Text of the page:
Dr. Robert McKeever's specific research interests focus on examining the persuasive effects of mass media content, particularly as applied to pro-social topics such as mental health advocacy. He has several published and forthcoming articles in peer-reviewed journals, and his research has been presented at academic conferences including the International Communication Association (ICA), the Association for Education in Journalism and Mass Communication (AEJMC), the National Communication Association (NCA), the International Association for Media and Communication Research (IAMCR), and the World Association for Public Opinion Research (WAPOR). He has also received top paper awards from several divisions at the annual conference of the Association for Education in Journalism and Mass Communication (AEJMC).
Faculty and Staff
Robert McKeever, Ph.D.
|Department:||School of Journalism and Mass Communications
College of Information and Communications
School of Journalism and Mass Communications
B.A.. University of North Carolina at Chapel Hill
M.A., Gonzaga University
Ph.D., University of North Carolina at Chapel Hill
Dr. McKeever teaches graduate and undergraduate courses in quantitative research methods, media and society, mass communication theory, and health communication.
McKeever, R. (2015). Vicarious experience: experimentally testing the effects of empathy for media characters with severe depression and the intervening role of perceived similarity. Health Communication, 30, 1122 - 1134. doi:10.1080/10410236.2014.921969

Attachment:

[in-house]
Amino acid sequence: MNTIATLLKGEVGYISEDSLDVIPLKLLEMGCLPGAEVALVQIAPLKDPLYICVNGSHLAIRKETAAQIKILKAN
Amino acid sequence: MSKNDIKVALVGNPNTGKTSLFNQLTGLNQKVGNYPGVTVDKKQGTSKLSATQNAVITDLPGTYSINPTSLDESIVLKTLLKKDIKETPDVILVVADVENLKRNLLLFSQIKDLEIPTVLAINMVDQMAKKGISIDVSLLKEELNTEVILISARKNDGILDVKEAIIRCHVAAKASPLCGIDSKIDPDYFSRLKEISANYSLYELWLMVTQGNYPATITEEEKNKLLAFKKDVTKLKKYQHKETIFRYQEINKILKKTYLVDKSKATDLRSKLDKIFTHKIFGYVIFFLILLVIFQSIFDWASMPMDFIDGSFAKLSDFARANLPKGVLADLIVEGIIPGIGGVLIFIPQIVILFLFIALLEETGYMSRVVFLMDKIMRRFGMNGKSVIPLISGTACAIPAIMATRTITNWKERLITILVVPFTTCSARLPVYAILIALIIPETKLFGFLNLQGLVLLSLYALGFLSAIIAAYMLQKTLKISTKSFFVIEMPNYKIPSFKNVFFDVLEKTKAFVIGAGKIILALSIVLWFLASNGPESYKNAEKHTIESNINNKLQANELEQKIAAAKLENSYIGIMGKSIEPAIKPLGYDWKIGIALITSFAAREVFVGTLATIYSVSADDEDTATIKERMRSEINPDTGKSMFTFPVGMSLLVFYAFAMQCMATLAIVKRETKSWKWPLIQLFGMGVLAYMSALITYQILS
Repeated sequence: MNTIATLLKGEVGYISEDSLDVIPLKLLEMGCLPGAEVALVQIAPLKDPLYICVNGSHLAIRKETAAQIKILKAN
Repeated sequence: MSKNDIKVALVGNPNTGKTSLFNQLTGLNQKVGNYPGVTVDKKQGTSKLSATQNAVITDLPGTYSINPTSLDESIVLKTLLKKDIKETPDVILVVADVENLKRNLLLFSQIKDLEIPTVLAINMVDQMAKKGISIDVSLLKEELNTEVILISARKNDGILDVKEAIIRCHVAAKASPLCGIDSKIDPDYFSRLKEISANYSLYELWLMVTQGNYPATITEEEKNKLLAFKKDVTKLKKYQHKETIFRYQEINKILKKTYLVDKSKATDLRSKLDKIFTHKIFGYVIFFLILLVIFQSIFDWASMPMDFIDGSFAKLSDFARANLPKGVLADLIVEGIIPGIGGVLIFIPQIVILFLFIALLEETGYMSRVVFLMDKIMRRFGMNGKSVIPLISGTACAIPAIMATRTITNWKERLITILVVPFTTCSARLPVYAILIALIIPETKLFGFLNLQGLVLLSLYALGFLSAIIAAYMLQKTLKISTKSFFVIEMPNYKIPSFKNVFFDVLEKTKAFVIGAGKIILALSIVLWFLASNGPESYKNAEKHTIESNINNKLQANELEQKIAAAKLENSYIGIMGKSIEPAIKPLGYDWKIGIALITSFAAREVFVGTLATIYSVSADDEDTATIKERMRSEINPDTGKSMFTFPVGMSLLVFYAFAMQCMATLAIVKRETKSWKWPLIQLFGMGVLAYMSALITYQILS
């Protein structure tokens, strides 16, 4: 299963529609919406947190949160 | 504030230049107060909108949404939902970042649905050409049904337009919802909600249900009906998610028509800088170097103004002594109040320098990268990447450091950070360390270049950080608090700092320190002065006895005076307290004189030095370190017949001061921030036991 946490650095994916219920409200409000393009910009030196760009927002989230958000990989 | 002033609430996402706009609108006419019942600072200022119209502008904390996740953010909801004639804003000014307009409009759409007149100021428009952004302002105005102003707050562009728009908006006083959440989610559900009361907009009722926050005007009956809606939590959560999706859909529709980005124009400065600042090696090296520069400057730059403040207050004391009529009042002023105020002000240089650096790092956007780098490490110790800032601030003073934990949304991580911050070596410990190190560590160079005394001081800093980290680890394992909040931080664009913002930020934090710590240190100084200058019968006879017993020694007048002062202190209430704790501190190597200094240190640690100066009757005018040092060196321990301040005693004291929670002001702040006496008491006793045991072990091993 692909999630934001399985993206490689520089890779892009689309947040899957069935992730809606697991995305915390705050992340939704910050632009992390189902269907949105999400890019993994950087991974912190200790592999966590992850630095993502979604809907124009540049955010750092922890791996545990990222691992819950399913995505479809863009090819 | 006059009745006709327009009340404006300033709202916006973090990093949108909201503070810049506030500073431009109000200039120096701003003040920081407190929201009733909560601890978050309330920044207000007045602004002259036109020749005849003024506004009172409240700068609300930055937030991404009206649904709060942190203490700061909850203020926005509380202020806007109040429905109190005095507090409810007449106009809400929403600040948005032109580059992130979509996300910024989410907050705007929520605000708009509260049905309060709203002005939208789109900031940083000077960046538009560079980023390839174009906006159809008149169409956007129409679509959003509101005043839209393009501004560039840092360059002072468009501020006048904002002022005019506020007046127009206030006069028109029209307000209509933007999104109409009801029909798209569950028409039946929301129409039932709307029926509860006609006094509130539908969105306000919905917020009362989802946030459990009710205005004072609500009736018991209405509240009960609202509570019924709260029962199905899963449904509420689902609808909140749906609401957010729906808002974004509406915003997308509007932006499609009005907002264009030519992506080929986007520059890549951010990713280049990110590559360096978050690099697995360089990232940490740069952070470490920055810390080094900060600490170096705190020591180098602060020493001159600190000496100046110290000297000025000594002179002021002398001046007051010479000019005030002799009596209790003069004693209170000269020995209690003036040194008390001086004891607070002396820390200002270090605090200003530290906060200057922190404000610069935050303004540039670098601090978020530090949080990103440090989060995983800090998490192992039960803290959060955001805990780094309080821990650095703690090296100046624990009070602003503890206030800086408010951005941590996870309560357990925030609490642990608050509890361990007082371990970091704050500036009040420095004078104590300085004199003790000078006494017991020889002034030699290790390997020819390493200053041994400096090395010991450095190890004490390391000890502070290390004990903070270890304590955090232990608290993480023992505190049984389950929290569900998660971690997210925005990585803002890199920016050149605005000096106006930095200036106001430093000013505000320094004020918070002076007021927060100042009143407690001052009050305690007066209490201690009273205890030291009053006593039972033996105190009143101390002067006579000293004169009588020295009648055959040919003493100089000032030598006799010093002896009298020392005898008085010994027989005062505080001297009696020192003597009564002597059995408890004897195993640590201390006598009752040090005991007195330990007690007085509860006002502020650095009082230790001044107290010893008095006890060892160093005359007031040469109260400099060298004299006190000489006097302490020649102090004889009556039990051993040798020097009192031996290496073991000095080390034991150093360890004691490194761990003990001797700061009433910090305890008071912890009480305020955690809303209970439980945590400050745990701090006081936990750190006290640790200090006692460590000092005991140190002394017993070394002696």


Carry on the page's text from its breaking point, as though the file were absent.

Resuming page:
McKeever, B.W., McKeever, R., Holton, A., & Li, J-Y. (2016). The silent majority: Childhood vaccinations and antecedents for communicative action. Mass Communication and Society, 19, 476-498. doi:10.1080/15205436.2016.1148172
McKeever, R., & McKeever, B.W. (2016). Moms and media: Exploring the effects of online communication on infant feeding practices. Health Communication. doi: 10.1080/10410236.2016.1196638
McKeever, R., McKeever, B.W., & Li, J-Y. (In Press). Speaking up online: Exploring hostile media bias, health behavior, and other antecedents of communication related to breastfeeding. Journalism and Mass Communication Quarterly.
Pardun, C., McKeever, R., & Bedingfield, S. (In Press). Smoke Gets in Their Eyes? How Smokers and Non-Smokers Demonstrate Third-Person Effect of Electronic Cigarette Advertising. Journal of Promotion Management.
Director, Science and Health Communication Research Group, University of South Carolina
Graduate Council Member, School of Journalism and Mass Communications, University of South Carolina
Journal Reviewer, Journalism & Mass Communication Quarterly, Journal of Health Communication, Science Communication, Health Communication, Asian Journal of Communication, Journalism and Mass Communication Educator, and International Journal of Health Policy and Management.
Editorial Board Member, Journal of Media Critiques
Conference Co-Chair, AEJMC Midwinter Conference, Mass Communication and Society Division